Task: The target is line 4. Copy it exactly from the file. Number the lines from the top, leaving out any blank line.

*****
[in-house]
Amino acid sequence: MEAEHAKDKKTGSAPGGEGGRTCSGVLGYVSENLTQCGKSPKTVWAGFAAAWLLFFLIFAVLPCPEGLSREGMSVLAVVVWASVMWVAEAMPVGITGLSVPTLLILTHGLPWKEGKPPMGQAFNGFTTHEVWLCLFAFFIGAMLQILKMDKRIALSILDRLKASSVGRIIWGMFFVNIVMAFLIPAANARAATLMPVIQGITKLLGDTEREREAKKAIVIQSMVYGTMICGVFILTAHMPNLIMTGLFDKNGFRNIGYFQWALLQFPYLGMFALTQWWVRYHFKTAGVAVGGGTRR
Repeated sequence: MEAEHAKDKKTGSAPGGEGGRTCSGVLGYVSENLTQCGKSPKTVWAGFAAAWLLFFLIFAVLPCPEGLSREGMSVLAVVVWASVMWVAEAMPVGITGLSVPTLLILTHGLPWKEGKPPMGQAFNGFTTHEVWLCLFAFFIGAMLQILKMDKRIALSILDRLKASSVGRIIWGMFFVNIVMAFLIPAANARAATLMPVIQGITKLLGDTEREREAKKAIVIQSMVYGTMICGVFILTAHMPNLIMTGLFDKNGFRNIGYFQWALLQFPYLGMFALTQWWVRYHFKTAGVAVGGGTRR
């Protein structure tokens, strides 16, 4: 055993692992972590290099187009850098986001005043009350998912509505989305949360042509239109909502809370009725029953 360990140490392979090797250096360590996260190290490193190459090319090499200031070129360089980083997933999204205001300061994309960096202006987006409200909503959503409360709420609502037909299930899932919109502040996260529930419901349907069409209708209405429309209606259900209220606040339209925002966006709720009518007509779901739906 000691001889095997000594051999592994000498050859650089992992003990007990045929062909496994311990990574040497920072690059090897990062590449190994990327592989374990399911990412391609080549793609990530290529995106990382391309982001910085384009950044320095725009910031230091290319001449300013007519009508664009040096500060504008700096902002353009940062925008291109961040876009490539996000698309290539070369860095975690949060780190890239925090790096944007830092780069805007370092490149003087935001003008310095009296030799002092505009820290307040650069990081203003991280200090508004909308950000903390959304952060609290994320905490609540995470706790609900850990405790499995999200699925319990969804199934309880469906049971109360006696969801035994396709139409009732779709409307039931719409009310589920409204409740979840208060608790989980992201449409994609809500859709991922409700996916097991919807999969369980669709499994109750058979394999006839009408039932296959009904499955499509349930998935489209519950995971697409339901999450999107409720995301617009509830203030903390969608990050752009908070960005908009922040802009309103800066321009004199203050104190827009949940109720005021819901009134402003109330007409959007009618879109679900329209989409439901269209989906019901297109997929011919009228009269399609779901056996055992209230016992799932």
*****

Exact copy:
């Protein structure tokens, strides 16, 4: 055993692992972590290099187009850098986001005043009350998912509505989305949360042509239109909502809370009725029953 360990140490392979090797250096360590996260190290490193190459090319090499200031070129360089980083997933999204205001300061994309960096202006987006409200909503959503409360709420609502037909299930899932919109502040996260529930419901349907069409209708209405429309209606259900209220606040339209925002966006709720009518007509779901739906 000691001889095997000594051999592994000498050859650089992992003990007990045929062909496994311990990574040497920072690059090897990062590449190994990327592989374990399911990412391609080549793609990530290529995106990382391309982001910085384009950044320095725009910031230091290319001449300013007519009508664009040096500060504008700096902002353009940062925008291109961040876009490539996000698309290539070369860095975690949060780190890239925090790096944007830092780069805007370092490149003087935001003008310095009296030799002092505009820290307040650069990081203003991280200090508004909308950000903390959304952060609290994320905490609540995470706790609900850990405790499995999200699925319990969804199934309880469906049971109360006696969801035994396709139409009732779709409307039931719409009310589920409204409740979840208060608790989980992201449409994609809500859709991922409700996916097991919807999969369980669709499994109750058979394999006839009408039932296959009904499955499509349930998935489209519950995971697409339901999450999107409720995301617009509830203030903390969608990050752009908070960005908009922040802009309103800066321009004199203050104190827009949940109720005021819901009134402003109330007409959007009618879109679900329209989409439901269209989906019901297109997929011919009228009269399609779901056996055992209230016992799932």